Sunday, November 19, 2017

Struggling Greek businesses cling to recovery hopes

by Kerin Hope

Financial Times

November 19, 2017

Greek carpenter Vassilis Tsigas surveys the cavernous shop floor of his family’s woodworking business where a handful of employees are finishing balcony doors for a boutique hotel on an Aegean island.

His company, which produces high-quality wood fittings for homes and hotels, was once a flourishing business, but annual turnover has dropped from €9m during the building boom a decade ago to just €1.5m last year.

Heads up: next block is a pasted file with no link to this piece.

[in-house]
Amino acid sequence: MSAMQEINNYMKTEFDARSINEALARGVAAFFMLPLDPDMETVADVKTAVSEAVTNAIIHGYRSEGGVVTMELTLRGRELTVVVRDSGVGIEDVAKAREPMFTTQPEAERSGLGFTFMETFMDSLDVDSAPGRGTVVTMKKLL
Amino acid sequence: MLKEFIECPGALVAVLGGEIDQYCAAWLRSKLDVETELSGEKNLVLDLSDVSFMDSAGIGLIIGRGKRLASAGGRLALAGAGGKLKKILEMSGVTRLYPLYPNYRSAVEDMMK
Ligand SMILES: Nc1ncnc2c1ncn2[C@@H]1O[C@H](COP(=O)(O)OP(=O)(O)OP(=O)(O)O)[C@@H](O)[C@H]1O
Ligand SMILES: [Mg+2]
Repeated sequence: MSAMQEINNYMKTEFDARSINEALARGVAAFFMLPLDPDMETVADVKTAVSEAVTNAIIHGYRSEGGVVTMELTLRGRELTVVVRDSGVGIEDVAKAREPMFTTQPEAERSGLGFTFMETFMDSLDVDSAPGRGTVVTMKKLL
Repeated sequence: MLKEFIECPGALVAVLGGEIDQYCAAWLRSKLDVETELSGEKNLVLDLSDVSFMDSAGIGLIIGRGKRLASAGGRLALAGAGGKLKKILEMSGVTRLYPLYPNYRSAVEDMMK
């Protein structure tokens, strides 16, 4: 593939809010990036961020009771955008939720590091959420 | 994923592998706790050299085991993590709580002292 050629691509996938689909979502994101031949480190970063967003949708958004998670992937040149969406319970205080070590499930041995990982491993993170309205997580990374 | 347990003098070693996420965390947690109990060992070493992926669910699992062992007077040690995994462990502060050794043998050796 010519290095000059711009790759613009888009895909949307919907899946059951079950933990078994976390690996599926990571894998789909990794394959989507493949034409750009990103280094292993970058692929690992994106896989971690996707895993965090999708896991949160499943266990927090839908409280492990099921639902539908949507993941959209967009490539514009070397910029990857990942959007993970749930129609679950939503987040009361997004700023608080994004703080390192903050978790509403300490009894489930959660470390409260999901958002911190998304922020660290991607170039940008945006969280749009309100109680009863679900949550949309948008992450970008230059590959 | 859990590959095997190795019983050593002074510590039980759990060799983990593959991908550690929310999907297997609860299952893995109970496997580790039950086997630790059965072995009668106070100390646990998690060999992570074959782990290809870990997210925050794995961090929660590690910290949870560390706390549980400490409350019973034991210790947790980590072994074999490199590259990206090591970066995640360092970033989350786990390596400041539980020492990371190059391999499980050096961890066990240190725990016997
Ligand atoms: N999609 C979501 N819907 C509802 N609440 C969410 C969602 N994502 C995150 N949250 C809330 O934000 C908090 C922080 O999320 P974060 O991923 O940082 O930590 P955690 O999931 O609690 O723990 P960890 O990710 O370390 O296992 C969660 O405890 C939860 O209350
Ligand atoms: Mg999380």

“We just about managed to hold on . . . We got export orders from a few Greek architects working abroad because we could offer cheaper prices,” Mr Tsigas says.

But for the first time since the crisis began almost a decade ago, things have begun to get better. In July, the Tsigas brothers landed a contract to provide fittings for a luxury hotel in Athens being renovated by foreign investors. It will provide enough work for the company to re-hire a dozen employees laid off during the crisis.


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